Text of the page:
Watch CBS News

Deadly SUV cliff crash may have been intentional, California officials say

SUV plunges off California cliff
Family of 8 presumed dead after SUV plunges off California cliff 02:40

SAN FRANCISCO -- California Highway Patrol officials say preliminary evidence shows the cliff crash that killed a Washington state family may have been intentional. Capt. Greg Baarts with the CHP Northern Division says information pulled from the SUV's software shows the vehicle was stopped at the highway pullout before it accelerated straight off the cliff.

Baarts says the electronic information combined with the lack of skid marks led officials to believe it was intentional.

A Mendocino County Sheriff's Office spokesman says authorities believe at least one felony was committed but declined to specify.

Baarts told the media Sunday night that the vehicle had a reading of 90 mph, but that doesn't mean the SUV was traveling at the speed and a comprehensive investigation is still ongoing.

Authorities said they believe there is intent because of air bag evidence and because there was no tire friction by the cliff's edge, CBS affiliate KOIN-TV reports.

Sarah and Jennifer Hart and three of their adopted children -- 19-year-old Markis, 14-year-old Jeremiah and 14-year-old Abigail -- were confirmed dead Wednesday by Mendocino County authorities, KOIN-TV writes. Three other children -- 15-year-old Devonte, 16-year-old Hannah and 12-year-old Sierra -- are missing. But Sheriff Tom Allman said there is "every indication" all six children were inside the SUV at the time.

Five members of the Hart family were found dead. Searchers are looking for three more children believed to have been in the vehicle when it went over a scenic coastal overlook and landed on rocks in the Pacific Ocean below.

Some family friends describe the Harts as tight-knit and loving, but neighbors said they saw signs that caused them to worry about how the homeschooled children were being cared for.

One of the children, Devonte Hart, gained national attention in 2014 when he was photographed with tears in his eyes hugging a Portland police officer at a protest.

SUV Off Cliff
Nov. 25, 2014 file photo provided by Johnny Nguyen shows Portland police Sgt. Bret Barnum and Devonte Hart, 12, hugging at rally in Portland, Ore., in support of protests in Ferguson, Mo.; picture of him hugging the white police officer during the protest went viral. AP

KOIN-TV reports that authorities say no suicide note was found during an executed search warrant at their Woodland, Washington, home.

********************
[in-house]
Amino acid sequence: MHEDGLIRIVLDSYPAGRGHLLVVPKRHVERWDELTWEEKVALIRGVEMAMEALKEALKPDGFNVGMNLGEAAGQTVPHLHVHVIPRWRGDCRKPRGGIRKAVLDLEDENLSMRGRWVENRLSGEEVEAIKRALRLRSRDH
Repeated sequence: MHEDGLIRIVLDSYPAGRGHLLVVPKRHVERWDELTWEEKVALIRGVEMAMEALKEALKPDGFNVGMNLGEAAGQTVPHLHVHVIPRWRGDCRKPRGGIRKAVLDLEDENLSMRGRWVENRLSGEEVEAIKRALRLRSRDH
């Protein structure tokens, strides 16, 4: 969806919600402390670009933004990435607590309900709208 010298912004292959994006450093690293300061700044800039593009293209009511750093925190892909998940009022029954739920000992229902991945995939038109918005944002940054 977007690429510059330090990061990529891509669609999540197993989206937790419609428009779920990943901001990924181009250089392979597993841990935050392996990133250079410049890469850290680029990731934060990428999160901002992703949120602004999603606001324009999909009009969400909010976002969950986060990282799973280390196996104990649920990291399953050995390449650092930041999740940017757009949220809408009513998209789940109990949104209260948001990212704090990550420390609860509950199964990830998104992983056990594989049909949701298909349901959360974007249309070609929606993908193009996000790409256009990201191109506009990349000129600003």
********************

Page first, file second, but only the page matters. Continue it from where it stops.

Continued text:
Authorities said they are also trying to figure out why the Hart family was in California.

Well before the wreck, Sarah Hart pleaded guilty in 2011 to a domestic assault charge in Douglas County, Minnesota, telling authorities "she let her anger get out of control" while spanking her 6-year-old adoptive daughter, court records show.

SUV Off Cliff
This March 20, 2016, photo shows Hart family of Woodland, Wash., at a Bernie Sanders rally in Vancouver, Wash. AP

Two weeks ago, Bruce and Dana DeKalb, next-door neighbors of the Harts, called state child protective services because Devonte, now 15, had been coming over to their house almost every day for a week, asking for food.

Dana DeKalb said Devonte told her his parents were "punishing them by withholding food." The boy asked her to leave food in a box by the fence for him, she said.

Social service authorities opened an investigation, and a state caseworker went to the house last Friday but didn't find anyone home, state officials said. The agency had no prior history with the family, said Norah West, a spokeswoman with the Department of Social and Health Services.

On Thursday, authorities in Washington state combed through the family's home for information. The Clark County Sheriff's Office said deputies were looking for bills, receipts or anything else to shed light on why the family left and other circumstances related to the trip, KGW-TV reported.

"To the best of my knowledge, there was not a suicide note found at the residence," Baarts said.

Family friend Max Ribner took issue with the notion it was something other than a tragic accident. The couple adopted the six children, many of whom came from "hard backgrounds," he said. "They transformed these kids' lives."

"This is a tragic accident of a magnitude that cannot be measured," said Zippy Lomax, a photographer who knew the Harts. "They were really radiant, warm, adventurous, inspiring people. They were always on some grand adventure, and the kids were living this life that was kind of like this dream."

View CBS News In
CBS News App Open
Chrome Safari Continue
Be the first to know
Get browser notifications for breaking news, live events, and exclusive reporting.